KRC Reports in Small Bites: The Minimum Wage Report 2018: Post 1 of 6

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We write a lot and that makes it hard to find the time to catch up on our latest research. To make our work easier to digest in 2018, we are breaking reports up into smaller bite size pieces and posting them here. This post is the first in a series of six highlighting key findings from our latest report The Pennsylvania Minimum Wage in 2018. Netflix down? Can't read another grim news story? You can binge on the full report here.

A Temporary Setback on the Way to a Just America

The Trump-GOP tax cut bill, which passed the House on a party-line vote with twelve Republicans voting against this afternoon and is likely to pass the Senate tonight, reminds us that history does not move in a straight line. There are moments, like this one, in which America takes a step away from its promise of equality and justice for all.

State Education Funding Matters – A Tale of Two States (PA and NJ)

A new “big-data” base on U.S. school districts provides new evidence that Pennsylvania has many high-performing schools but many lower-income rural and urban districts that perform less well. A likely culprit: Pennsylvania’s inadequate state funding for schools. Low state school funding leaves moderate- and lower-income districts poorly funded and with less in total funding than affluent districts, even though the lower-income districts serve students with higher rates of poverty, non-English speaking families, and other challenges that hold back achievement.

It redistributes from working people and the middle class to the rich. And that's just wrong.

With all the controversy over the details of the tax cut bill that is moving towards a final vote in the House and Senate this week it is easy to forget about the basic features of the bill. 

Limitations on the State and Local Tax Deduction Hurt Pennsylvania in Two Ways

A major issue in the debate over the Republican tax cut bill is whether the deduction for state and local taxes (the SALT deduction) should be eliminated or reduced. The conference committee bill released on Friday proposes a “compromise” that would allow individuals to deduct up to $10,000 in some combination of state and local property and income or sales taxes. 

That compromise is deeply problematic for Pennsylvania and many Pennsylvanians, in two different ways. 

First, substantial numbers of upper middle-class Pennsylvanians will see their taxes go up as a result of the limitation on state and local tax deductions in the conference committee bill. These taxpayers are likely to be concentrated in the suburbs of Philadelphia, where a high percentage of taxpayers take the state and local deduction. 

Second, the state as a whole will suffer because the limitation on the state and local tax deduction will make it more difficult for the state to raise taxes. This is a serious issue, especially at a time when the state suffers from both recurring budget deficits and a deep public investment deficit and yet there is little political will in the General Assembly to raise taxes. 

We consider these two problems in order after the break.

Fight Rising Inequality by Pushing Back on Tip Theft!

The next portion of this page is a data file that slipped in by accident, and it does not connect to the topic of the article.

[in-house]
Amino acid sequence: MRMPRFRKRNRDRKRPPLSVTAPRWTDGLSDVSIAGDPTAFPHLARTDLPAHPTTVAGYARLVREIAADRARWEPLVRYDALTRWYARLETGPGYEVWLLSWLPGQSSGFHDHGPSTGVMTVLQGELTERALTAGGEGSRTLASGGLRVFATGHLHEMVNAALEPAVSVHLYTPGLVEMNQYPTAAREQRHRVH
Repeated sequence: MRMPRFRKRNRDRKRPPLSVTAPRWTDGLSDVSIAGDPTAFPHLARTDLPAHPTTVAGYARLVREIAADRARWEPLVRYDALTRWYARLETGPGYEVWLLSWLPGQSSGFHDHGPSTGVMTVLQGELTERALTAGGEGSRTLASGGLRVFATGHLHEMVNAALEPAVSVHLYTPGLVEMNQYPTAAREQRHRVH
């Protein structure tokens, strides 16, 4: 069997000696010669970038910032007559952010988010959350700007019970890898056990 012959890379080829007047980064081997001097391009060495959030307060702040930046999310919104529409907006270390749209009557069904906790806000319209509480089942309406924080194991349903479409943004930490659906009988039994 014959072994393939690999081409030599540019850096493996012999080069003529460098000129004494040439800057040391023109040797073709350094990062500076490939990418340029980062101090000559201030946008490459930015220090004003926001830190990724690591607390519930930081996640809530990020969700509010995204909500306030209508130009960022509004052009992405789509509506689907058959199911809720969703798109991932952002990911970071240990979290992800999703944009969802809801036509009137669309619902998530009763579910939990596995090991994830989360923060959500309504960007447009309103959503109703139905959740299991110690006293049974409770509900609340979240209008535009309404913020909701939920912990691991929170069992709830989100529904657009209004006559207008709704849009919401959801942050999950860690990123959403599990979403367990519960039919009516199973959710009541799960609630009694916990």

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Hello from Paris everyone!

I will resist here posting pictures of me eating fancy cheeses and drinking wine.

The GOP-Backed Tax Bill: A Lose-Now, Lose-More-Later Plan for Low- and Middle-Income Americans

GOP-backed tax bills have passed both the House and the Senate. Many of us have already seen charts which show how, under these plans, low and middle-income families will eventually see their taxes raised (by 2027), while the top 1% sees huge savings (see, for example, the chart below showing the Senate bill’s impact on Pennsylvania). What hasn’t been discussed as much is that these bills are step one in a two-part process, designed to severely cut critical government programs.

The GOP Tax Bill: An Assault on Economic Equality and Democracy

Budgets, it is frequently said, are an embodiment of our moral ideals and commitments. If so, the tax plan adopted by the Senate on Friday represents an extreme moral failure on the part of the senators from the Republican Party who voted for it. At a time when incomes are becoming ever more unequal, the Republican tax plan will ultimately make the rich richer and the poor and middle class poorer. Not only will working people and the middle class suffer, but so will our whole country. 

Show Me the Savings! Bipartisan Lawmakers Back Transparency to Stop Outsourcing That Costs School Districts More

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A large body of research and experience shows that public sector outsourcing often backfires. Rather than resulting in savings for taxpayers, governments too often get bilked, paying more money to private vendors, in some cases for inferior services. To rub salt in the wounds, private companies may pay lower wages and benefits, completing the lose-lose-lose trifecta – bad for taxpayers, bad for government, bad for workers. 

New Jersey and the $15 Minimum Wage

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With yesterday’s news that the Garden State will move toward a $15 minimum wage next year as pledged by Democratic Gov.-elect Phil Murphy, and alongside his fellow Democrats who control the state Legislature, one must ask: when will Pennsylvania’s legislature get on board and follow in the footsteps of states like New Jersey, New York and Maryland?

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